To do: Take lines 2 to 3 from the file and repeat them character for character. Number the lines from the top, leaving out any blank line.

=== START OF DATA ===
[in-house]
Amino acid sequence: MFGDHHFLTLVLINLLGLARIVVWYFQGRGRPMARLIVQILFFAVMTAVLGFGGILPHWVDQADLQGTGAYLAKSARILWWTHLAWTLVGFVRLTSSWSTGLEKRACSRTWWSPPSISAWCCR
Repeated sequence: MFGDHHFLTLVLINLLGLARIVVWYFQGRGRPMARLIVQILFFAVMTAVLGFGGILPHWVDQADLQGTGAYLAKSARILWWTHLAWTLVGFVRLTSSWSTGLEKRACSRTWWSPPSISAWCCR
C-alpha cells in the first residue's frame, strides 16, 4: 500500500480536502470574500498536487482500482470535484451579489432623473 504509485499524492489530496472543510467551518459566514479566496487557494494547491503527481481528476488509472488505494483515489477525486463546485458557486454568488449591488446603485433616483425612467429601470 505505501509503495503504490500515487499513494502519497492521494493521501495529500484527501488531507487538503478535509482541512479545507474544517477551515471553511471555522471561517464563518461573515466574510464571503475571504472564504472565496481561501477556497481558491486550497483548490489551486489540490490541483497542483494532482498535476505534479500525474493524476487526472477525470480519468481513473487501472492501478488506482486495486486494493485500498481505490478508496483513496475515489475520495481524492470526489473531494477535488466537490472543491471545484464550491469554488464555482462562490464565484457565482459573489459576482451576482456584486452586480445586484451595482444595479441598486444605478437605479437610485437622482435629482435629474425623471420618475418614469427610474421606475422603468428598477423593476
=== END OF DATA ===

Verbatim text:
Amino acid sequence: MFGDHHFLTLVLINLLGLARIVVWYFQGRGRPMARLIVQILFFAVMTAVLGFGGILPHWVDQADLQGTGAYLAKSARILWWTHLAWTLVGFVRLTSSWSTGLEKRACSRTWWSPPSISAWCCR
Repeated sequence: MFGDHHFLTLVLINLLGLARIVVWYFQGRGRPMARLIVQILFFAVMTAVLGFGGILPHWVDQADLQGTGAYLAKSARILWWTHLAWTLVGFVRLTSSWSTGLEKRACSRTWWSPPSISAWCCR